New bid to ease Zimbabwe crisis
Almost half Zimbabwe's population need food aid
Another effort is being made to resolve the political deadlock in Zimbabwe with a special summit in Pretoria attended by Southern African heads of state.
President Robert Mugabe's Zanu-PF party and the opposition MDC signed a power sharing agreement last September.
But they have been unable to agree on forming an inclusive government.
Zimbabwe is in a state of economic and social collapse, and nearly 3,000 people have died as a result of a cholera epidemic.
There's scant hope that Monday's regional summit will lead to the formation of a power sharing government in Zimbabwe.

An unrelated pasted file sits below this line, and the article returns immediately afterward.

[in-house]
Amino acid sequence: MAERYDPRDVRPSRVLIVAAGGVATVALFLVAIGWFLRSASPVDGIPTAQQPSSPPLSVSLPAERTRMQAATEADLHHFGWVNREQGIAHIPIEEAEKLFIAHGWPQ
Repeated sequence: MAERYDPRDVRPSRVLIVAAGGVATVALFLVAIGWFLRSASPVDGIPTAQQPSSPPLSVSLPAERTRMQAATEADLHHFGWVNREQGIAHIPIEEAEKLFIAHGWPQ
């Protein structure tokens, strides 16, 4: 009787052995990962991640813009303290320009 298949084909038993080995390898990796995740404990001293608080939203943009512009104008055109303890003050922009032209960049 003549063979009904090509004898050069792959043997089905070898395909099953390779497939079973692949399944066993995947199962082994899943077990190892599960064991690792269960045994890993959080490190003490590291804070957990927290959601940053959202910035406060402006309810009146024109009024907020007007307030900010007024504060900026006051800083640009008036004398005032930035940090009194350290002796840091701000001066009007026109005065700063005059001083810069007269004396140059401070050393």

It's the fourth such meeting since the inconclusive elections in March 2008.
A week ago, Robert Mugabe and Morgan Tsvangirai met in Harare, and failed to resolve their differences.
One analyst says those talks collapsed in "real acrimony".
The main issue of contention is over who controls key ministries and other top public posts. President Mugabe has said he won't compromise any further.
If there's still no agreement on Monday, he may ask the regional grouping SADC for the legitimacy to form a new government without the MDC opposition.
SADC - which has called this emergency summit - looks powerless and has shown no willingness to impose sanctions on Zimbabwe.
South Africa's foreign minister has said any solution lies solely in the hands of Robert Mugabe and his political rivals.